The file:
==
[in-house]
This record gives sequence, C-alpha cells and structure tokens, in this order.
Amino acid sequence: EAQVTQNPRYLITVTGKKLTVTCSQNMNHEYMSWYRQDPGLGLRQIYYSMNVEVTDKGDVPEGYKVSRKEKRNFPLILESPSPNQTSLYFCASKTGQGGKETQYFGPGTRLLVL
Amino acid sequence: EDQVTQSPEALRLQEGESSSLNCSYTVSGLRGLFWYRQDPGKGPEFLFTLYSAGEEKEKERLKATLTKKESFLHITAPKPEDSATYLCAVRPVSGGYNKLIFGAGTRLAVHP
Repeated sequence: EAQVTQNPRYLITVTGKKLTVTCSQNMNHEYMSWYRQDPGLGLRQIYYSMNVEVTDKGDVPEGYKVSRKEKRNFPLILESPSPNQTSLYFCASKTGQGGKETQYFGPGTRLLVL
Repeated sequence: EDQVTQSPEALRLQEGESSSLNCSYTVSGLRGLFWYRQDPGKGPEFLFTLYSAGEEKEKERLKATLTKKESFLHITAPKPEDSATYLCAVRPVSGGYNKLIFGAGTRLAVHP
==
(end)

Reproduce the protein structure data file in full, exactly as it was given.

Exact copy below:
[in-house]
This record gives sequence, C-alpha cells and structure tokens, in this order.
Amino acid sequence: EAQVTQNPRYLITVTGKKLTVTCSQNMNHEYMSWYRQDPGLGLRQIYYSMNVEVTDKGDVPEGYKVSRKEKRNFPLILESPSPNQTSLYFCASKTGQGGKETQYFGPGTRLLVL
Amino acid sequence: EDQVTQSPEALRLQEGESSSLNCSYTVSGLRGLFWYRQDPGKGPEFLFTLYSAGEEKEKERLKATLTKKESFLHITAPKPEDSATYLCAVRPVSGGYNKLIFGAGTRLAVHP
Repeated sequence: EAQVTQNPRYLITVTGKKLTVTCSQNMNHEYMSWYRQDPGLGLRQIYYSMNVEVTDKGDVPEGYKVSRKEKRNFPLILESPSPNQTSLYFCASKTGQGGKETQYFGPGTRLLVL
Repeated sequence: EDQVTQSPEALRLQEGESSSLNCSYTVSGLRGLFWYRQDPGKGPEFLFTLYSAGEEKEKERLKATLTKKESFLHITAPKPEDSATYLCAVRPVSGGYNKLIFGAGTRLAVHP